The words below were written by my son, Garrett Able, and shared on his Facebook page. I like what he had to say. I believe he’s a wise young man.
The words below were written by my son, Garrett Able, and shared on his Facebook page. I like what he had to say. I believe he’s a wise young man.
The Dawgs had an unseen assist in the Rose Bowl.
I met Pam Bowman when I was a Delta Delta Delta pledge, a hundred or more lifetimes ago. Bowman, as the Sisters called her, was to be feared. According to the Sisters, she would rip you to shreds if you messed up, and no infraction went unseen: failed a test, partied too much, didn’t party enough, went out with the wrong guy, behaved in ways unbecoming to the Sisterhood. Whatever it was, Bowman would know, she would deal with you, and it would not be pretty.
Each pledge was granted a meeting with her, I don’t remember it being an optional encounter, but maybe it was. Either way, the meeting was to learn more about what was expected of us, academically and socially, as Tri Delta pledges. I had heard of her before I met her, and what I heard would make Scarlet O’Hara quake in her riding boots. I was expecting to meet Cinderella’s evil stepmother’s younger sister. Or Snow White’s evil Queen.
My appointed time arrived, and I braced myself before entering the meeting room. To my surprise, there was no evil queen in there. What I found was a beautiful, statuesque blonde, a bright, friendly smile, and Southern grace. She was a straight shooter, no doubt. But I respected and appreciated that about her, immediately.
My second year, I transferred to an out of state school, and I never came across Pam again. Not until Social Media became a thing. There are some good things about facebook, and reconnecting with old friends is one of the good things.
Pam and I became “Facebook Friends” five or six years ago. I have loved catching up with her, I had thought of her often over the years and wondered how she had fared in life. I’ve enjoyed getting to know her family through her stories and photos. I especially loved hearing about her husband’s love of the Georgia Bulldogs. She has some good stories. Funny stories. But last year, Chip, Pam’s husband, suddenly, without warning, passed away.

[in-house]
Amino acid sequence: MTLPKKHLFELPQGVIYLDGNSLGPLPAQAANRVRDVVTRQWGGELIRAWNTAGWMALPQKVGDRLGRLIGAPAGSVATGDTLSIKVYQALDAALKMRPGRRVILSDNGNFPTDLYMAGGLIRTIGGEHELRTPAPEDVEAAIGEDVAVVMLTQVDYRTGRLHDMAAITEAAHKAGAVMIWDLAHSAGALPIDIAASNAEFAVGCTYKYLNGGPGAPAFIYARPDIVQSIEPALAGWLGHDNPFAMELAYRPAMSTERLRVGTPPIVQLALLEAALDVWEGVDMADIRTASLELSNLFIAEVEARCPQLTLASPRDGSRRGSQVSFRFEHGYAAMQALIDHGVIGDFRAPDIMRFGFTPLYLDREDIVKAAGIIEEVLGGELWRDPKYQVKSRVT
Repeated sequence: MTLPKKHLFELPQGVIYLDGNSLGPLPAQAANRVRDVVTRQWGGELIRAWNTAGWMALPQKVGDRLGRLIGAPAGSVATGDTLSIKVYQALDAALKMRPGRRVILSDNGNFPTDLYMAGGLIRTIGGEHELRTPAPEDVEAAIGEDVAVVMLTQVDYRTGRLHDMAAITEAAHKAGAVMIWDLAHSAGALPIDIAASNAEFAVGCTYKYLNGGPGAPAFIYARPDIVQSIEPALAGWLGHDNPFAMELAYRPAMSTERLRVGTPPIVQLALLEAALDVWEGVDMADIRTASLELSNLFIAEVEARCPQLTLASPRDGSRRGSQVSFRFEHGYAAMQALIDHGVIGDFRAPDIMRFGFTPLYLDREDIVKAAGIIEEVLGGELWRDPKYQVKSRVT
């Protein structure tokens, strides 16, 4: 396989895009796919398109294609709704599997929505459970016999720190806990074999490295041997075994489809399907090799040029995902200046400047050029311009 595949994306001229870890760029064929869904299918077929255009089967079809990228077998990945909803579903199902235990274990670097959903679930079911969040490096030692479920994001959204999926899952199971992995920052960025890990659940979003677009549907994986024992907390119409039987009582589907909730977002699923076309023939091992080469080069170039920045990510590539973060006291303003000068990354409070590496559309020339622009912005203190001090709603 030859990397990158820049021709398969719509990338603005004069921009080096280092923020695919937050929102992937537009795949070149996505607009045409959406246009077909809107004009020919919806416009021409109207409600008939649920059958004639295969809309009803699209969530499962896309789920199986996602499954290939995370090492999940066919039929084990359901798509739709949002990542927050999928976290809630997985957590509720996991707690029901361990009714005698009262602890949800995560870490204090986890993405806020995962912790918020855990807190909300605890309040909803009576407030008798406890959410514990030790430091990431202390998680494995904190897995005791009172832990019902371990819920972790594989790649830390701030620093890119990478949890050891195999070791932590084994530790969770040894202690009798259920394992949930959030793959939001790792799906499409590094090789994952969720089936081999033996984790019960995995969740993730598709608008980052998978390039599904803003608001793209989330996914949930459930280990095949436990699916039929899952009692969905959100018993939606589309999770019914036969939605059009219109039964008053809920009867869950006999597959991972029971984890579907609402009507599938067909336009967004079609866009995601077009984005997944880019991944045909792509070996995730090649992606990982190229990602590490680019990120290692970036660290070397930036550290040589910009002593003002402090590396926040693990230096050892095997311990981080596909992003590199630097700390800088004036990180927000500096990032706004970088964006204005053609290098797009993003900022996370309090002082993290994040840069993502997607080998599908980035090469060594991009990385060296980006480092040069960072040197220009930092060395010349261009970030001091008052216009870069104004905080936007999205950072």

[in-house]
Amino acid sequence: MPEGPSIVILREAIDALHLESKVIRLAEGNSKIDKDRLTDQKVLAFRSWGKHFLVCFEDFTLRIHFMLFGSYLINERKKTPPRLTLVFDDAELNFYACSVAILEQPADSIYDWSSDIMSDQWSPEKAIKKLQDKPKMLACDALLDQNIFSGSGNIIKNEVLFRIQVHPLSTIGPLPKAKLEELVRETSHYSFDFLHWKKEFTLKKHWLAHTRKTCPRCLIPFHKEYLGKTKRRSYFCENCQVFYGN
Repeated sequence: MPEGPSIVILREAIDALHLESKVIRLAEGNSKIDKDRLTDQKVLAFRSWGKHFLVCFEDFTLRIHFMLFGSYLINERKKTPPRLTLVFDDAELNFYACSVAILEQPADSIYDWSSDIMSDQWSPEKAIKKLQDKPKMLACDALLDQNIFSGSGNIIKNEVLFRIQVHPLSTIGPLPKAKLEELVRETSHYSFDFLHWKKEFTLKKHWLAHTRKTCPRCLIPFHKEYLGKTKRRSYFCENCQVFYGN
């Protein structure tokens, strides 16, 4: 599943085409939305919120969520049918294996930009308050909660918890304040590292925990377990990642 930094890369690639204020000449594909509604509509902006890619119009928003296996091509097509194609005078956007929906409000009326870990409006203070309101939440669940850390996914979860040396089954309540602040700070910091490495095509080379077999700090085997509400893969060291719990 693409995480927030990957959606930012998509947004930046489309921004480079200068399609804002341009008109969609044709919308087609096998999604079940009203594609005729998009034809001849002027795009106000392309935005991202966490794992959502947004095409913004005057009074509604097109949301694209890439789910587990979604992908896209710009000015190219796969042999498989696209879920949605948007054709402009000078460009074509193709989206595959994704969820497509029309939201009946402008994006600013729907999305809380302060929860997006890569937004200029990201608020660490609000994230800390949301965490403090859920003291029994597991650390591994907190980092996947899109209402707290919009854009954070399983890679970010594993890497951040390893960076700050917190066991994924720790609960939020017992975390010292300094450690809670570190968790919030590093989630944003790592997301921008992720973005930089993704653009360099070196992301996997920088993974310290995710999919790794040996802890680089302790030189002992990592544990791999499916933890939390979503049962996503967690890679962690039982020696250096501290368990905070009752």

This past fall, Pam mentioned him often, during Georgia’s march to the West Coast and the Rose Bowl. On New Year’s Eve, the eve of the Rose Bowl, she posted something that is worthy of print.
From Pam, December 31, 2017 / 10:52AM
“As many of you know my husband, Chip passed away this year from a heart attack and UGA Dawg cancer. He lived his entire life with a severe case of stage four Dawg cancer. One good thing, even though there was not a cure for Dawg cancer, there was treatment. He knew EVERYTHING there was to know about the Dawg football program from way back in the day until the day he died. One of the worst cases of Dawg cancer I have ever seen. Plus he knew every stat about every UGA sports team. He even watched old games. He saved those games. That’s bad. If they’d had a poker team, he would have even known about that program and stats as well. It was incredible. An extremely bright man. For the family, the aftereffects of a Dawg chemo treatment was either real nasty or real good. If they won, he was ecstatic. If they lost, he would not speak to anyone for almost a week. No kidding. If they played so so or not up to their potential, he didn’t have very much enthusiasm. He hung in there whether the Dawgs had a good or bad season for 59 years. Anyone that knew Chip, was well aware of the fact he did not talk much. To know him was to love him. He was a very quiet and introspective person. One of those type of people, that when he did talk, you’d jerk your head around in disbelief and listen. I spoke more than enough for the both of us anyway. One thing he always said was that the year he died, the Dawgs would win the National Championship. Just to make him mad. Me, Matthew and Kathleen knew when the season started, this would be the year. Come on DAWGS. #godawgs #UGAgrad #forchopper #forchipprengaman ”
By the way, the University of Georgia won the Rose Bowl. #GoDawgs
Do it one more time, on January 8, 2018. #forChipPrengaman
Cooper is four years old, and she loves looking at old photos. She asks questions about the people in the photographs, sometimes she makes a statement about the photo. She’s done this since she was three, at least.
“That’s you and Lindsey when she got married”, Cooper, age 3.
“That’s you when you were a baby. With your grandma?), age 3.
Me: “Yes, and she’s your great-great grandma”.
Thanksgiving week, my nephew and his family once more made the